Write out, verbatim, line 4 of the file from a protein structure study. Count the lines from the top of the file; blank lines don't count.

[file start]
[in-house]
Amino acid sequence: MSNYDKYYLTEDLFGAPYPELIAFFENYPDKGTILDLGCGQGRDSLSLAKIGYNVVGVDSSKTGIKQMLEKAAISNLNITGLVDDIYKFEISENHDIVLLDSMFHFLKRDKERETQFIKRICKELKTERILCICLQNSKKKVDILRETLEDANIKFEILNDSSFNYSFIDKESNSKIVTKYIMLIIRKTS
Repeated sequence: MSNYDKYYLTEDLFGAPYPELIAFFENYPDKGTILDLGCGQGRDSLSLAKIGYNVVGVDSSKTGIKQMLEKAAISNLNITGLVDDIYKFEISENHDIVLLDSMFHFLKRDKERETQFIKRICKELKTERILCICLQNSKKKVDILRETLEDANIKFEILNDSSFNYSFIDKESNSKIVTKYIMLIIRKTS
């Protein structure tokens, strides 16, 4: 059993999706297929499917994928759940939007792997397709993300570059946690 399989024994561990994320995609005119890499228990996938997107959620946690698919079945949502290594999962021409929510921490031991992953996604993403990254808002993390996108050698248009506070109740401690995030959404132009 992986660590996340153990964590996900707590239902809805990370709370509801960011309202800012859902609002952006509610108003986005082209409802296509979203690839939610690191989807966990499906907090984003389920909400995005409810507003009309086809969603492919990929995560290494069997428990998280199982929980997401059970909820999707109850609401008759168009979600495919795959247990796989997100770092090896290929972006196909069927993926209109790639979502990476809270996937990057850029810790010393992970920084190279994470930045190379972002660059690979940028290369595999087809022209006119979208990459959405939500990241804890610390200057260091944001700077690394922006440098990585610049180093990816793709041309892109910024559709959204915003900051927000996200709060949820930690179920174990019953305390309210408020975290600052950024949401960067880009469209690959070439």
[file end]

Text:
């Protein structure tokens, strides 16, 4: 059993999706297929499917994928759940939007792997397709993300570059946690 399989024994561990994320995609005119890499228990996938997107959620946690698919079945949502290594999962021409929510921490031991992953996604993403990254808002993390996108050698248009506070109740401690995030959404132009 992986660590996340153990964590996900707590239902809805990370709370509801960011309202800012859902609002952006509610108003986005082209409802296509979203690839939610690191989807966990499906907090984003389920909400995005409810507003009309086809969603492919990929995560290494069997428990998280199982929980997401059970909820999707109850609401008759168009979600495919795959247990796989997100770092090896290929972006196909069927993926209109790639979502990476809270996937990057850029810790010393992970920084190279994470930045190379972002660059690979940028290369595999087809022209006119979208990459959405939500990241804890610390200057260091944001700077690394922006440098990585610049180093990816793709041309892109910024559709959204915003900051927000996200709060949820930690179920174990019953305390309210408020975290600052950024949401960067880009469209690959070439």